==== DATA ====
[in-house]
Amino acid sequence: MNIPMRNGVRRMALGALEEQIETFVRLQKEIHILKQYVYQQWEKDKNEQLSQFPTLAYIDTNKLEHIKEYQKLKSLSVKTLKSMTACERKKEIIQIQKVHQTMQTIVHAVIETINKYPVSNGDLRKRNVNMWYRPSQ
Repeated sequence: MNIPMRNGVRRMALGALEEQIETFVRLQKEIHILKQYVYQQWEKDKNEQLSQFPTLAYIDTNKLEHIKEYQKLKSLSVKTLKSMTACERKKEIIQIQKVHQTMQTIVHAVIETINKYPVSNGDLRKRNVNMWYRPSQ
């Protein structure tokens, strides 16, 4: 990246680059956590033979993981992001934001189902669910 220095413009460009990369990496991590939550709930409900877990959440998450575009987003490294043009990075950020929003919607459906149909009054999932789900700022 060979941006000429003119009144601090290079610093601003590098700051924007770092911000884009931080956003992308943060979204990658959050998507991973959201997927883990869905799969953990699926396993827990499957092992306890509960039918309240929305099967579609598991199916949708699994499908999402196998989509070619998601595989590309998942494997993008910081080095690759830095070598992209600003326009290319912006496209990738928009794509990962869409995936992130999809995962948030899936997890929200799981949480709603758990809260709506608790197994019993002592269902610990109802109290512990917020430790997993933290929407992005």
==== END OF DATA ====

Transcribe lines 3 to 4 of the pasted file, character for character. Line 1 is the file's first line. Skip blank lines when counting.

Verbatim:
Repeated sequence: MNIPMRNGVRRMALGALEEQIETFVRLQKEIHILKQYVYQQWEKDKNEQLSQFPTLAYIDTNKLEHIKEYQKLKSLSVKTLKSMTACERKKEIIQIQKVHQTMQTIVHAVIETINKYPVSNGDLRKRNVNMWYRPSQ
């Protein structure tokens, strides 16, 4: 990246680059956590033979993981992001934001189902669910 220095413009460009990369990496991590939550709930409900877990959440998450575009987003490294043009990075950020929003919607459906149909009054999932789900700022 060979941006000429003119009144601090290079610093601003590098700051924007770092911000884009931080956003992308943060979204990658959050998507991973959201997927883990869905799969953990699926396993827990499957092992306890509960039918309240929305099967579609598991199916949708699994499908999402196998989509070619998601595989590309998942494997993008910081080095690759830095070598992209600003326009290319912006496209990738928009794509990962869409995936992130999809995962948030899936997890929200799981949480709603758990809260709506608790197994019993002592269902610990109802109290512990917020430790997993933290929407992005």